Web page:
ABC's excellent new hit drama "Designated Survivor" has shined a light on a position that rarely received much attention in the past: that of the member of the presidential line of succession who is hidden away when a huge number of government officials are all in the same place. In most cases, its use makes perfect sense — but in the case of a presidential transition, the choice of designated survivor, and the validity of the position, becomes far more complicated than it is during the annual State of the Union address.
In the show, the Kiefer Sutherland plays Housing and Urban Development Secretary Tom Kirkman, who is sequestered during the State of the Union. He ascends to the presidency when the Capitol building is bombed during the address.
The practice of using a designated survivor dates back to the middle of the Cold War, though of course we've never actually needed it in real life. Though the designated survivor is typically associated with the State of the Union address, it's also standard practice for a designated survivor to be in place during presidential inaugurations. For more on the designated survivor tradition, read this.
When there is a presidential transition, the designated survivor is chosen by the outgoing administration because an incoming administration won't have a confirmed cabinet that can make up the standard line of succession. An exception came back at the 2009 inauguration, when President Obama took over from George W Bush. Defense Secretary Robert Gates was the designated survivor — an easy choice, since Gates served in that role continuously under both Bush and Obama.
There's no such easy choice this year, as there isn't anyone from the Obama administration who will serve under Trump.
It's unlikely that we'll find out who the designated survivor is until, at the earliest, shortly before the inauguration festivities begin on Friday. The identity of the designated survivor is kept secret beforehand because everybody knowing who it is would defeat the purpose of having the position. In 2010, Secretary of State Hillary Clinton was absent from President Obama's State of the Union but she wasn't the designated survivor because everyone knew she was in London for a conference and wouldn't be at the SOTU. HUD Secretary was the designated survivor that year instead.
Of course, the constitutionality of the designated survivor in this sort of situation is pretty messy because the 20th Amendment, which details what should happen if the president-elect dies between the meeting of the Electoral College and the inauguration, doesn't set any provision for a line of succession if both the president-elect and vice president-elect both die except to say that Congress could pass legislation that would set a succession plan for that situation.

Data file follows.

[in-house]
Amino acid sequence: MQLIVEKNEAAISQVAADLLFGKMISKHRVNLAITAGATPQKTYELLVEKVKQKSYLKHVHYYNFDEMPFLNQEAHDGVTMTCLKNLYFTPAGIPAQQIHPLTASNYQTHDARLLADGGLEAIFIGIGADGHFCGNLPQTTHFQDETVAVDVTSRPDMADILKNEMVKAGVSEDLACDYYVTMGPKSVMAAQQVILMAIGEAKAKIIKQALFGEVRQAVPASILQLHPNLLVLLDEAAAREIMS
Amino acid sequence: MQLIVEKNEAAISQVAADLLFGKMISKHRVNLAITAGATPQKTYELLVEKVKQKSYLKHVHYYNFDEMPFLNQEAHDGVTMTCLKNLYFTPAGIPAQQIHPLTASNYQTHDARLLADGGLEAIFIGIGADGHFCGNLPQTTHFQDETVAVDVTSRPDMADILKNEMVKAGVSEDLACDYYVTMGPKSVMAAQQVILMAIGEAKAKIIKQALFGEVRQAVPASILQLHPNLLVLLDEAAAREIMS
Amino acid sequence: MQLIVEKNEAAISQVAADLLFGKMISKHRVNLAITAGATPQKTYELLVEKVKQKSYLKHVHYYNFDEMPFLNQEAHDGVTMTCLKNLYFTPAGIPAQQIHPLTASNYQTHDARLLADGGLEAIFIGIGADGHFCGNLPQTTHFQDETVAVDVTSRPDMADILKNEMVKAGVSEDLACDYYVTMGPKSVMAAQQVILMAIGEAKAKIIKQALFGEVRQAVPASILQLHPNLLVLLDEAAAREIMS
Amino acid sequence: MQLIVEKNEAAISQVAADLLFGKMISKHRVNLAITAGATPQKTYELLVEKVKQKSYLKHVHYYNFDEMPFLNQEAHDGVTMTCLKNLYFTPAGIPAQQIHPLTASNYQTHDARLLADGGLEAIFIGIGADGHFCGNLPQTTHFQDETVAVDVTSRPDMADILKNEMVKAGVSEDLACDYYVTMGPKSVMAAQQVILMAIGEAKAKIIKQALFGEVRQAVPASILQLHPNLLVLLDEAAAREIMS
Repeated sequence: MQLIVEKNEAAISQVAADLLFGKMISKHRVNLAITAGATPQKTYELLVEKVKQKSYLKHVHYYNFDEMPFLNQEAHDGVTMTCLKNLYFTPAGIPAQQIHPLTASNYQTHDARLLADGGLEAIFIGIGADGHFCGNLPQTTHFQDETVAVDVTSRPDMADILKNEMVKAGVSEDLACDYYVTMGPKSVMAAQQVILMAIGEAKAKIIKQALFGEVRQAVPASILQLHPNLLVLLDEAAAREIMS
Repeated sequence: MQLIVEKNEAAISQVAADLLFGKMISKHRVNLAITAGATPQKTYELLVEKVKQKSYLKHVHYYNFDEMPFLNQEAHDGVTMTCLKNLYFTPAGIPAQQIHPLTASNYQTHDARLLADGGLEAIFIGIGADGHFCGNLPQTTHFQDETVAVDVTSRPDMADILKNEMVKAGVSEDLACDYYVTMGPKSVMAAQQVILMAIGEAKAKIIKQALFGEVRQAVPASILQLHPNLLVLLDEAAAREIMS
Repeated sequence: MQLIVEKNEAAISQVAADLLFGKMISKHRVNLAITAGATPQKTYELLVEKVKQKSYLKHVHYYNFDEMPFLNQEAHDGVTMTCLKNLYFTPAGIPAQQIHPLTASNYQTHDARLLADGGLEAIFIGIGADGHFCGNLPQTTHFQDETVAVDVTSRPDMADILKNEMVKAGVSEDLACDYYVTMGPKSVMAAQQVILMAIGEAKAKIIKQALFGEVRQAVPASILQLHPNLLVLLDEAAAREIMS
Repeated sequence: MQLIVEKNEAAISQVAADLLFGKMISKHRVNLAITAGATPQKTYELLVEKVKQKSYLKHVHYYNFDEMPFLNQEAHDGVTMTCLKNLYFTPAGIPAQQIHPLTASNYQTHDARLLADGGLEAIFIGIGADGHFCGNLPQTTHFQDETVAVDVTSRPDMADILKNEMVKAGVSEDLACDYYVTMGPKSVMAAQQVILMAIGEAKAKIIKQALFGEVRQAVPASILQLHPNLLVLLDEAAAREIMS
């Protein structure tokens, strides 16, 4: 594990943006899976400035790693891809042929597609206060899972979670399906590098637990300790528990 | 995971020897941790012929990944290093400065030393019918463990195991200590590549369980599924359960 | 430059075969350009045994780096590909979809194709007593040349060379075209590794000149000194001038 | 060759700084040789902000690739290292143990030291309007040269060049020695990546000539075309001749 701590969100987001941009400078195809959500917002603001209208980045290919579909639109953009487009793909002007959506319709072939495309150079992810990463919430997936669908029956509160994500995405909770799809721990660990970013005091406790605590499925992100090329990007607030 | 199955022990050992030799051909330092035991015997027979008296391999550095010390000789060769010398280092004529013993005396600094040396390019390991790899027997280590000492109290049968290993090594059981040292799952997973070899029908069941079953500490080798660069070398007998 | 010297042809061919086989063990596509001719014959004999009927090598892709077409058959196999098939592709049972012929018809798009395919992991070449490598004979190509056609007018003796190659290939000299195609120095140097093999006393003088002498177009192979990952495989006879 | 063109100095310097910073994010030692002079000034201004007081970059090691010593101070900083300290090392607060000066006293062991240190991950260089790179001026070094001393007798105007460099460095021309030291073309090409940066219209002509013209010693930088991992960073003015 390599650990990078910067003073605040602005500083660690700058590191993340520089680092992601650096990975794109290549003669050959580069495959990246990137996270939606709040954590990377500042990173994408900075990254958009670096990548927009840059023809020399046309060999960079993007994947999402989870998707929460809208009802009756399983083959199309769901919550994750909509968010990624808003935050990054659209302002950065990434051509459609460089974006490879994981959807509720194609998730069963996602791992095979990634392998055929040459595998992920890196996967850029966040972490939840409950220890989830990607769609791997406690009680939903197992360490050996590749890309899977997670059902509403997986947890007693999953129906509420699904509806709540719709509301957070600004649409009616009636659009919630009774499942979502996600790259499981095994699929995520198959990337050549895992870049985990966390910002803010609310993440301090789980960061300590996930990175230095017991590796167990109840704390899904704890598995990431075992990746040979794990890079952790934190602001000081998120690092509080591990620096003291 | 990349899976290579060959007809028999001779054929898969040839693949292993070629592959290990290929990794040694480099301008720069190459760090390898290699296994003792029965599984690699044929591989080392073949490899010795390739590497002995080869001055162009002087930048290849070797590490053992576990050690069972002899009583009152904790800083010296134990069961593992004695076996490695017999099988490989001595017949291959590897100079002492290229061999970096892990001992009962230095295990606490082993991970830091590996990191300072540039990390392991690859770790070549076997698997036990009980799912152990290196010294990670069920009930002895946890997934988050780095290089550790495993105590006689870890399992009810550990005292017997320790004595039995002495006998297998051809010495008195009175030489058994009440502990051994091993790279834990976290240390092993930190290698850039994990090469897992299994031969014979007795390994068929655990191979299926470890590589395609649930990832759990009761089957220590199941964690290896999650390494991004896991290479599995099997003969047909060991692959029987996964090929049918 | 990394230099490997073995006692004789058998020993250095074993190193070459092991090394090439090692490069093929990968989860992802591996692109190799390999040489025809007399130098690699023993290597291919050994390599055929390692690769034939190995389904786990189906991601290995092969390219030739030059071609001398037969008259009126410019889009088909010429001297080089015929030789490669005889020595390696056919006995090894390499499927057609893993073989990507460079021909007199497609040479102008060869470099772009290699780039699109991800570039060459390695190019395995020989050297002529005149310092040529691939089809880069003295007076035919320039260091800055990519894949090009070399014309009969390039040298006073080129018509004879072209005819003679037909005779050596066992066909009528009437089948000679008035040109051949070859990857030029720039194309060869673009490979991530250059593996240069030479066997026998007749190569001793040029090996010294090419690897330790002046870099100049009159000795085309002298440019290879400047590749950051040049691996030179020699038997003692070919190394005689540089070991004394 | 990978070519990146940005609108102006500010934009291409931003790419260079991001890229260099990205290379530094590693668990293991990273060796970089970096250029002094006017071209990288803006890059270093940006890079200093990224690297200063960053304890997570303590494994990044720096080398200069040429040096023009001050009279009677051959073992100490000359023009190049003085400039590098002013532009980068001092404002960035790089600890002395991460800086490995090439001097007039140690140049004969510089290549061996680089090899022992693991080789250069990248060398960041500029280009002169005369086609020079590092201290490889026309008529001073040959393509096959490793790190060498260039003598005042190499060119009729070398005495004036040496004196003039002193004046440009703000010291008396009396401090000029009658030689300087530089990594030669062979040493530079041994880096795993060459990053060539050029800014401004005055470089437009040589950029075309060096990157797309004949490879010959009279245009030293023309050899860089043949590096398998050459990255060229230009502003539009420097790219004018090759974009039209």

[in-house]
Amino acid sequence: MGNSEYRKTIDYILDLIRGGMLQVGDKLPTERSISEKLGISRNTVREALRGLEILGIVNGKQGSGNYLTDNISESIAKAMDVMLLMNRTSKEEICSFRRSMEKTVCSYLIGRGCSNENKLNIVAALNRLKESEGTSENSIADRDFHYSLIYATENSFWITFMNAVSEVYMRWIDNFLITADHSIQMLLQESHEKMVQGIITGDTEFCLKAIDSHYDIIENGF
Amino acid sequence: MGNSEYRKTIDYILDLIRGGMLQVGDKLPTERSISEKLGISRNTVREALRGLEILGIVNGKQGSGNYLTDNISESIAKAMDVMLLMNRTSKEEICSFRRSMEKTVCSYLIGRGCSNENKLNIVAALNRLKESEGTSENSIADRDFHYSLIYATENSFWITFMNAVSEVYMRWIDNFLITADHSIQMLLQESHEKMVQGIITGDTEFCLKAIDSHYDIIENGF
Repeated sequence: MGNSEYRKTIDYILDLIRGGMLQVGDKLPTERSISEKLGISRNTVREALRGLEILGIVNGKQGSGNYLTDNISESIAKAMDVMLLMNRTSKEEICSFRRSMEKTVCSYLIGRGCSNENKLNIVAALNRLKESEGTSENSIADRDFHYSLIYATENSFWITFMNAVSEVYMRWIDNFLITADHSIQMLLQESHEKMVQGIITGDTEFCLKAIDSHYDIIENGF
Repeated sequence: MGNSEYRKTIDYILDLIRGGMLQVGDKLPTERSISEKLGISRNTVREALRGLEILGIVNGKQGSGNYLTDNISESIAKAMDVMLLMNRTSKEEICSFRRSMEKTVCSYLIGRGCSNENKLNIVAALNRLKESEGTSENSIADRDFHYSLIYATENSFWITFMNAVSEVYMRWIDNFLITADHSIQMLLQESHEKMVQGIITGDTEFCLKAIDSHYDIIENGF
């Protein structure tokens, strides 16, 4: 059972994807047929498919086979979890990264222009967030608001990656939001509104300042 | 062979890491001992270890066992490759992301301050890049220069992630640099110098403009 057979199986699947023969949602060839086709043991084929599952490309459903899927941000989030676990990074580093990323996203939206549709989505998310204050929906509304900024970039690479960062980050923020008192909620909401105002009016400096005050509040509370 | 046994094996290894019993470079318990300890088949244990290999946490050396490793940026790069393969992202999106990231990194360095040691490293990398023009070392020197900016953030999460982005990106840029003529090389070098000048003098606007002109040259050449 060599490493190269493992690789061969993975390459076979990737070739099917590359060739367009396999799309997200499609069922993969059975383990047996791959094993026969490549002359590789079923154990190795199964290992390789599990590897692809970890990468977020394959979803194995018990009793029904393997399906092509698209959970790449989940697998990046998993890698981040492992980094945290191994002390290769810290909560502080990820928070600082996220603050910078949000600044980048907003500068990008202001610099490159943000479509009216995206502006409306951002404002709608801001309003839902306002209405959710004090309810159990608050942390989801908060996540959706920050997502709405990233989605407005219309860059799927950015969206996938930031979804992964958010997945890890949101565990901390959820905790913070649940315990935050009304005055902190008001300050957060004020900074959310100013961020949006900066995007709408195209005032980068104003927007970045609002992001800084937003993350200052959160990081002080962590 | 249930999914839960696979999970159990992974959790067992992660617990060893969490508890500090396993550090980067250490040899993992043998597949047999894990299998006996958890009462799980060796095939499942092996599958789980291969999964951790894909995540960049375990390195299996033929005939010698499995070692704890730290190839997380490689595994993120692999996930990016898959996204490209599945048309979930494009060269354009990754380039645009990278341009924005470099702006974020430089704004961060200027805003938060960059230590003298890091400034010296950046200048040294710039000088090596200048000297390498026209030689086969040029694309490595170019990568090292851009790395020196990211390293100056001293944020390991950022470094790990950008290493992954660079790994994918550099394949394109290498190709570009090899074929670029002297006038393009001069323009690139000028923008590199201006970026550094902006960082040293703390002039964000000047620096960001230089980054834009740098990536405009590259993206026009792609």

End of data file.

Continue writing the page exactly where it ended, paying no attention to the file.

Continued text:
Congress has not, however, ever done that. It's unlikely that one of Trump's unconfirmed cabinet picks would be eligible for the line of succession, either before or after he's sworn in, and Speaker of the House Paul Ryan and Senate President pro tempore Orrin Hatch will both be at the inauguration. If the designated survivor is a member of Obama's outgoing cabinet, they would only fit inside the presidential line of succession before Trump is sworn in, and it's not likely they would be president for very long.
Constitutionally, that would be the cleanest scenario. Any other would be far murkier and messier, and if a "Designated Survivor"-type event were to occur at the inauguration, it would probably, constitutionally, fall to Congress to choose a new president. There are, notably, a lot of congresspeople skipping the inauguration. But there will be many more present.
On the show, special congressional elections were held to fill seats, after only two members of Congress survived the terrorist attack that kicks off the series. In the real world, vacancies in the House of Representatives can only be filled by election, but in many states the governor is allowed to appoint Senate replacements — though some states require that their Senate vacancies be filled by special election.
Really, though, there's just no legitimate constitutional provision for a situation in which everyone at the inauguration of a new president is killed, and so trying to predict what would happen next would be foolhardy. It's entirely possible we just wouldn't have a president for a while.
Read original story Will President-elect Trump Have a Designated Survivor for the Inauguration? At TheWrap